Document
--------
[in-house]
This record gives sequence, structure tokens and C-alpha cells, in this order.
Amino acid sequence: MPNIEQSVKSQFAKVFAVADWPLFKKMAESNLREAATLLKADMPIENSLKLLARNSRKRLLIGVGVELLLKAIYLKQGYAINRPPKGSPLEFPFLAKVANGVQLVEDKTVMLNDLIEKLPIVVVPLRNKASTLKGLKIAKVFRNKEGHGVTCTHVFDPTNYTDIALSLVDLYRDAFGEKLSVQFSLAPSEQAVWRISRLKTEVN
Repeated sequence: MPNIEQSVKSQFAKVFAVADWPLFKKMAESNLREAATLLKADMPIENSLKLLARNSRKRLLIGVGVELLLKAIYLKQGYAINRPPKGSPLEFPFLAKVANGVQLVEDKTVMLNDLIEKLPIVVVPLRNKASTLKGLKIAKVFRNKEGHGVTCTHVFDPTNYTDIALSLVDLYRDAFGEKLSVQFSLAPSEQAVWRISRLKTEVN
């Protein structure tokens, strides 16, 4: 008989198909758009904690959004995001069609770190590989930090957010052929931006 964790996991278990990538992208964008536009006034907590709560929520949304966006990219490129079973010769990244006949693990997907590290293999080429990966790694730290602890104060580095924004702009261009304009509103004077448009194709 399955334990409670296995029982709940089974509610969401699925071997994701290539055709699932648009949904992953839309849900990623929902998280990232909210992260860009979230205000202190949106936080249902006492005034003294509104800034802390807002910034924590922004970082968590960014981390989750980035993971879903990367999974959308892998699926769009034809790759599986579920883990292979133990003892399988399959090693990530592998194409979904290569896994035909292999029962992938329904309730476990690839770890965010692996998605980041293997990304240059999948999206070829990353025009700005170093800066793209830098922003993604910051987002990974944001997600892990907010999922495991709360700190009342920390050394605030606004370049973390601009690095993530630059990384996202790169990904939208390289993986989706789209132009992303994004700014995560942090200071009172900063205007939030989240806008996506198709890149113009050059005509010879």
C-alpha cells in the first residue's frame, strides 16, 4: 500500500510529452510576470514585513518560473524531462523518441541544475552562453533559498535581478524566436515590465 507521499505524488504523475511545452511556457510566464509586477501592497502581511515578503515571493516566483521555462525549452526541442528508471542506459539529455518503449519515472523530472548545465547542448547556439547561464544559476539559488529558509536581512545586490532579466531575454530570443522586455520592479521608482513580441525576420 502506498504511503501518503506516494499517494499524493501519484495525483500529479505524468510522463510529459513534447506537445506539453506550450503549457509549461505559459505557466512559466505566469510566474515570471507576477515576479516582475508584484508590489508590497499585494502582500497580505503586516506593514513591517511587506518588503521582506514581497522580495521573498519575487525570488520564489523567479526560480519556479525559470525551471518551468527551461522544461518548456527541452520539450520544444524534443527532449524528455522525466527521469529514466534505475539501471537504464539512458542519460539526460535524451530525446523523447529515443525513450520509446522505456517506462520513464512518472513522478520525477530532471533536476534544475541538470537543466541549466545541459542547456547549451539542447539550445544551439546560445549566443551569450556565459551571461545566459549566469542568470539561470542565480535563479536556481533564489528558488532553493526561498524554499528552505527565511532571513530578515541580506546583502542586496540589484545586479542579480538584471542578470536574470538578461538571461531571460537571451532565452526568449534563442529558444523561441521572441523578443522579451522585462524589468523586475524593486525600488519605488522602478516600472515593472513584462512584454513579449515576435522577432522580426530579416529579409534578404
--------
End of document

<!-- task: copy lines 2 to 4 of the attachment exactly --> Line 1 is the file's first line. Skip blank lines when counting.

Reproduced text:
This record gives sequence, structure tokens and C-alpha cells, in this order.
Amino acid sequence: MPNIEQSVKSQFAKVFAVADWPLFKKMAESNLREAATLLKADMPIENSLKLLARNSRKRLLIGVGVELLLKAIYLKQGYAINRPPKGSPLEFPFLAKVANGVQLVEDKTVMLNDLIEKLPIVVVPLRNKASTLKGLKIAKVFRNKEGHGVTCTHVFDPTNYTDIALSLVDLYRDAFGEKLSVQFSLAPSEQAVWRISRLKTEVN
Repeated sequence: MPNIEQSVKSQFAKVFAVADWPLFKKMAESNLREAATLLKADMPIENSLKLLARNSRKRLLIGVGVELLLKAIYLKQGYAINRPPKGSPLEFPFLAKVANGVQLVEDKTVMLNDLIEKLPIVVVPLRNKASTLKGLKIAKVFRNKEGHGVTCTHVFDPTNYTDIALSLVDLYRDAFGEKLSVQFSLAPSEQAVWRISRLKTEVN